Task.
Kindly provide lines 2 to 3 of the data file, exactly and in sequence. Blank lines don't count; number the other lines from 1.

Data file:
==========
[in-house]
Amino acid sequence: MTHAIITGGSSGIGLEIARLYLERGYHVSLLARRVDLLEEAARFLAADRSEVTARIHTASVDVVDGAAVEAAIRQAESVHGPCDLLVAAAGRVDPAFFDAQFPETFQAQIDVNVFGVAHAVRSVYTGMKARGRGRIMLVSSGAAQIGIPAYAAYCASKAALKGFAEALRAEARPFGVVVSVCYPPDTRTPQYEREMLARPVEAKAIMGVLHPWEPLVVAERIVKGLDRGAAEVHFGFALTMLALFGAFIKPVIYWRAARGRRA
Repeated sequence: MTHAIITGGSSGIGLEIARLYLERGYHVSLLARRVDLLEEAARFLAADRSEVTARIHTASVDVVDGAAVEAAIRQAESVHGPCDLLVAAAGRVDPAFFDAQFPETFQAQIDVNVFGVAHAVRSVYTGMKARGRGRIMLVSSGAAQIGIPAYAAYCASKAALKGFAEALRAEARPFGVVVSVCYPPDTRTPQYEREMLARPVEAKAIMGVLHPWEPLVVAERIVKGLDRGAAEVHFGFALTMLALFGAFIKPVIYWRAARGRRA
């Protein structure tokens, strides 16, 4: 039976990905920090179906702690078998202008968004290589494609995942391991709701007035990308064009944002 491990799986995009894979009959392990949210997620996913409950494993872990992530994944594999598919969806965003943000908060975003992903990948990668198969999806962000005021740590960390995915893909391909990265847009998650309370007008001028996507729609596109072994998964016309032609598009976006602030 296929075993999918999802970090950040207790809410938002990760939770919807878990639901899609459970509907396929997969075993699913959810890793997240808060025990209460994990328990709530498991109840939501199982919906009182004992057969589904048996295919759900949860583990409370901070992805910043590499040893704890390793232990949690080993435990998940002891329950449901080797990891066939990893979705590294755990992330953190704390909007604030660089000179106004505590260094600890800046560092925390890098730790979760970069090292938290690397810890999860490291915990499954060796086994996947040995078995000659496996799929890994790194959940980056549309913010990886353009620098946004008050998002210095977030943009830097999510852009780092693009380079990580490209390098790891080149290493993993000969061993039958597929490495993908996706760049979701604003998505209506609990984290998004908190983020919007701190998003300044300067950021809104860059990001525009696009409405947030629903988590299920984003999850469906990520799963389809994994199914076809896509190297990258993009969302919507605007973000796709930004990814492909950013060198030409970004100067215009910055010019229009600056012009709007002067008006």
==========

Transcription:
Amino acid sequence: MTHAIITGGSSGIGLEIARLYLERGYHVSLLARRVDLLEEAARFLAADRSEVTARIHTASVDVVDGAAVEAAIRQAESVHGPCDLLVAAAGRVDPAFFDAQFPETFQAQIDVNVFGVAHAVRSVYTGMKARGRGRIMLVSSGAAQIGIPAYAAYCASKAALKGFAEALRAEARPFGVVVSVCYPPDTRTPQYEREMLARPVEAKAIMGVLHPWEPLVVAERIVKGLDRGAAEVHFGFALTMLALFGAFIKPVIYWRAARGRRA
Repeated sequence: MTHAIITGGSSGIGLEIARLYLERGYHVSLLARRVDLLEEAARFLAADRSEVTARIHTASVDVVDGAAVEAAIRQAESVHGPCDLLVAAAGRVDPAFFDAQFPETFQAQIDVNVFGVAHAVRSVYTGMKARGRGRIMLVSSGAAQIGIPAYAAYCASKAALKGFAEALRAEARPFGVVVSVCYPPDTRTPQYEREMLARPVEAKAIMGVLHPWEPLVVAERIVKGLDRGAAEVHFGFALTMLALFGAFIKPVIYWRAARGRRA